lunes, 8 de junio de 2015

Listening test: Small changes

Listen to two friends talking about the changes we have to make to our everyday life to protect the environment and choose the option a, b or c which best completes each sentence.

1) Paul says we should reduce _____ . 
a) car usage
b) transport usage
c) fuel exploration

2) Paul doesn’t _____ .
a) use his car to reduce carbon emissions.
b) know how to drive.
c) have a car.

3) Paul says people should eat _____ .
a) more healthily
b) less food
c) seasonal food

4) Amy _____ . 
a) drives to work
b) travels long distances to see her family
c) has reduced her travel times lately

5) Amy ______. 
a) doesn’t use a shopping bag
b) is upset by people’s shopping habits
c) lives in a country where packaging has been reduced

6) Paul ______.

a) cried when he saw the banana wrapped in plastic.
b) thinks plastic is more important than cars.
c) thinks wrapping a banana is absurd.

Amy: So speaking of climate change, what do you think are three things that we can do to try and personally help climate change—well, prevent climate change in our lives? What do you think?
Paul: Obviously, the big concern with climate change is the carbon emissions. So that would like lead me to look at my usage of fuel because that's a huge source of carbon emissions. So probably, I'd say, number one, reduce my car usage or transport usage.
Amy: Right.
Paul: I don't personally have a car and I always take the bus to work.
Amy: That's a good start then, isn't it?
Paul: Yeah. I'm not doing it trying to reduce the effects of carbon base; it's just that—yeah. Secondly, I think trying to source your foods locally. I think that would be a huge help too because it reduces the transportation of food. And I think in reality, I think we could produce a lot of what we need locally, you know. I don't think we should be eating strawberries in the middle of winter. I don't think we should be. I think we should try and eat seasonally as well, what's available to us. But we've become so used to being able to get what we want when we want it, and it's having a huge impact on our environment.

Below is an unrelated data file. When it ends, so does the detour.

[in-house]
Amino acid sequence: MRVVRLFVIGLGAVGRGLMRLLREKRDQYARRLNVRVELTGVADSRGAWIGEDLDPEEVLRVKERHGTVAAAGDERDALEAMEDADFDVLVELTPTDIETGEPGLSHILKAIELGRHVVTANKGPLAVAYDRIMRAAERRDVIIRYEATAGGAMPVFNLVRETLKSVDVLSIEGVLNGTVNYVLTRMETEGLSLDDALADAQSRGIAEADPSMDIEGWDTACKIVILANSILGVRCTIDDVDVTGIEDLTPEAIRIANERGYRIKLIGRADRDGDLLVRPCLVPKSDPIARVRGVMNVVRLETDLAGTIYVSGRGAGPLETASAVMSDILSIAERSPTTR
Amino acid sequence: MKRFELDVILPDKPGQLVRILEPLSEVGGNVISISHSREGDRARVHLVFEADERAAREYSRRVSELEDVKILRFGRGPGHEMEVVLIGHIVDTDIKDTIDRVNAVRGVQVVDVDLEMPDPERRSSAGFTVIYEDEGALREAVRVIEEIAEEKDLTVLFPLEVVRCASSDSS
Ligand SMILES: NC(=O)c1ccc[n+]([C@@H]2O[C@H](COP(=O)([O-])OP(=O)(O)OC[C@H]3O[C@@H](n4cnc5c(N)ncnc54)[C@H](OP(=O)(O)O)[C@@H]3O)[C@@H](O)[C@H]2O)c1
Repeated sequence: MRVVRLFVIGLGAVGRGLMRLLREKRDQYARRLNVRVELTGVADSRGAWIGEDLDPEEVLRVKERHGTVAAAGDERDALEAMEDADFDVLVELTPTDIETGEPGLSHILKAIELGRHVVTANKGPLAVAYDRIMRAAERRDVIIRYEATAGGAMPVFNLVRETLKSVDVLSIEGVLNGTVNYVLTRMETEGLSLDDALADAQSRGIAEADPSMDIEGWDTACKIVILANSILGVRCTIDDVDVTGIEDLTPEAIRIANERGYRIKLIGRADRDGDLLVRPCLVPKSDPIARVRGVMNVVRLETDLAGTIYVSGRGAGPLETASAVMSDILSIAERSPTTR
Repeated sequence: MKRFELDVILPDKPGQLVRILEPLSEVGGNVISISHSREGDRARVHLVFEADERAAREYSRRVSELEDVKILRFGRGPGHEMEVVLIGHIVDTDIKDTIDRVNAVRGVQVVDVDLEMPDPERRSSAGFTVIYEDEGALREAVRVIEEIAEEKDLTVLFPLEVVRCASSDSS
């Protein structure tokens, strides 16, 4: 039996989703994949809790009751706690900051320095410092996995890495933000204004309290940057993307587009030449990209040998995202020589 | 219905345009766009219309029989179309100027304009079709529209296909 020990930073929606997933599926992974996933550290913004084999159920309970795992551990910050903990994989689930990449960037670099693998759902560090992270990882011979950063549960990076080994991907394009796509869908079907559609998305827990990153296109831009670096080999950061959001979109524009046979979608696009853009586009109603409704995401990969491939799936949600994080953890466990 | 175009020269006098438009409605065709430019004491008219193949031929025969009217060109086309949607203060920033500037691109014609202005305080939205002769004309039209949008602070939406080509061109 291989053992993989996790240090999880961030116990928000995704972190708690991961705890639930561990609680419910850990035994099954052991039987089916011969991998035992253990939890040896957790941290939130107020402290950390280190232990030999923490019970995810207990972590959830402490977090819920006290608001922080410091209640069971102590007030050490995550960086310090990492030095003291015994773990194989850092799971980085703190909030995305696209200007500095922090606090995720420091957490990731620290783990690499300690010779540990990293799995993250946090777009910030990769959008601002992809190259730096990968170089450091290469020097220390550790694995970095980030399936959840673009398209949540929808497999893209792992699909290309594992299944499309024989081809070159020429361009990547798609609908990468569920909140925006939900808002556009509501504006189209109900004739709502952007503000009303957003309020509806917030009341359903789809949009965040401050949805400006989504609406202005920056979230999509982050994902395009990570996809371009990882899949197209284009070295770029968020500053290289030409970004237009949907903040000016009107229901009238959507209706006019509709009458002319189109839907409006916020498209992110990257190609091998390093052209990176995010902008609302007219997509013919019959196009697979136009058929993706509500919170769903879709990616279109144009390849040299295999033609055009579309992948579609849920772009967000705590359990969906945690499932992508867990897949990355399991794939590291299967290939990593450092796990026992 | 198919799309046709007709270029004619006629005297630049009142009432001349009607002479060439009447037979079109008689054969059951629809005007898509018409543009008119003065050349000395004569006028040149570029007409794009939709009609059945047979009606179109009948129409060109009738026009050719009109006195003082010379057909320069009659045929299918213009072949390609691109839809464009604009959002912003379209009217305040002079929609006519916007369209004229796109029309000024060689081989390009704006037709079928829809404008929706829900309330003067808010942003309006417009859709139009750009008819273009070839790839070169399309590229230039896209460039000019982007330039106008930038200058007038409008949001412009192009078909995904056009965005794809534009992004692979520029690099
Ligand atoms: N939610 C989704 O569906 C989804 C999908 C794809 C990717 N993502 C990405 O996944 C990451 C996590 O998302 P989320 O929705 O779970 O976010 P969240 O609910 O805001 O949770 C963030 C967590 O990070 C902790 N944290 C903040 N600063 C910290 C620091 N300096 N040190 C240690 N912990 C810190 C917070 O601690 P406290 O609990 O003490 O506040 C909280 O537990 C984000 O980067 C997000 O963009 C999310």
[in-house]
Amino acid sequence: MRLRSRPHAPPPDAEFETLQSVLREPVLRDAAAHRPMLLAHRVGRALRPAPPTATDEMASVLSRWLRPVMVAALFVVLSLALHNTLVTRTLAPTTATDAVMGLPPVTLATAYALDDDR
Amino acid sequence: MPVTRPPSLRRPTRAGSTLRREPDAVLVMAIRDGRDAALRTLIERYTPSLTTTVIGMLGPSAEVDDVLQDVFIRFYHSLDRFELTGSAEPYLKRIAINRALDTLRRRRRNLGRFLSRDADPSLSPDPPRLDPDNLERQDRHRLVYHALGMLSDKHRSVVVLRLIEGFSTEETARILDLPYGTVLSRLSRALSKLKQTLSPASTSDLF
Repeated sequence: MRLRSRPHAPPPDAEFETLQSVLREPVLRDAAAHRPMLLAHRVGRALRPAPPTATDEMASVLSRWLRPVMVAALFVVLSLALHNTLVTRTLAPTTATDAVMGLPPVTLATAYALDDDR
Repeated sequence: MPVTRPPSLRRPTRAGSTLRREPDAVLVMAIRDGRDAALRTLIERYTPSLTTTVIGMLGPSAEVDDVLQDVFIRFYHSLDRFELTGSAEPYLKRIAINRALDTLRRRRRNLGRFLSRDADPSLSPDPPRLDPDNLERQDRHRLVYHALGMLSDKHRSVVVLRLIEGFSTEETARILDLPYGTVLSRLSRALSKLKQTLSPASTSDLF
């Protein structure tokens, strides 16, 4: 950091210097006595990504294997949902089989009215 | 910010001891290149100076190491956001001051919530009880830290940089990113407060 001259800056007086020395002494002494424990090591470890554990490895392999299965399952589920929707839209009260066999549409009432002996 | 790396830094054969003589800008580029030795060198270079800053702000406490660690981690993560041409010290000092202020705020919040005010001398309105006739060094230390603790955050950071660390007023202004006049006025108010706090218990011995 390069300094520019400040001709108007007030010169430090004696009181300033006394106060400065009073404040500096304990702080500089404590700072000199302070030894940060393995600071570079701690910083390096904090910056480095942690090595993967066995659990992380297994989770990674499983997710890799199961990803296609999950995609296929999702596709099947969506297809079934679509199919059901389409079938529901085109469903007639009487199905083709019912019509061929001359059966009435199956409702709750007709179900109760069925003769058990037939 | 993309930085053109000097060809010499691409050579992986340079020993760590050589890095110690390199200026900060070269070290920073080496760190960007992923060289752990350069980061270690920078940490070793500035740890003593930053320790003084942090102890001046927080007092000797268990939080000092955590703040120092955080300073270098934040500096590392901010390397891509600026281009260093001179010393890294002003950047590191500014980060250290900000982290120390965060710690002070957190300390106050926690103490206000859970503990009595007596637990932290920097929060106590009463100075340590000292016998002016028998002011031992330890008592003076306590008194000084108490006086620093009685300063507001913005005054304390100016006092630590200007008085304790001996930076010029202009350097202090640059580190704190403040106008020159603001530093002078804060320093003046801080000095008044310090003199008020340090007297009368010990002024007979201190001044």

How about you, Amy? Do you have any ideas about how we can perhaps challenge—how we can perhaps address the problem?
Amy: It's interesting you mentioned about the carbon emissions. Obviously, it's really important to reduce those. And I do have a car and I need it to get places as most people do. And currently, I also live really, really far away from where I was born and raised so to travel to see my family, I need to take long-haul air flights. And I guess reducing those, it's the flights I think that contribute more towards carbon emissions than perhaps driving my car. So it's about making that balance, I think. Seeing your family versus being green, I think.
But it was an interesting point you said about also sourcing our food. I think that's something that we can definitely do. I agree with that and locally sourced food, I think will help reduce carbon emissions.
Small things as well like, if we're going food shopping. If we have to go food shopping, then, you know, taking your own bag. Stop using all the excess packaging, things like that. Where I live right now is a country that uses a lot of packaging and it makes me sad. I think the first thing I learnt to say in the language of that country was I don't need that bag, thank you. So, I mean, it's a very, very small step but I think if everybody tried to do it a bit more, it would help in a small way.
Paul: Yeah, I agree. Yeah. I tried to—it drives me crazy how much plastic we use. And if you think about how much energy is going into producing that plastic, you know—yeah. I mean, people talk about cars and stuff but this production of plastic—I mean, I had a banana the other day and it was wrapped in plastic.
Amy: Oh no.
Paul: A banana. I mean, it's perfectly wrapped by nature yet they felt some reason to put it in plastic. I couldn't believe it. I almost wanted to—I almost had to laugh hysterically or cry. Yeah, a lot of it is crazy, you know.

1B 2C 3C 4B 5B 6C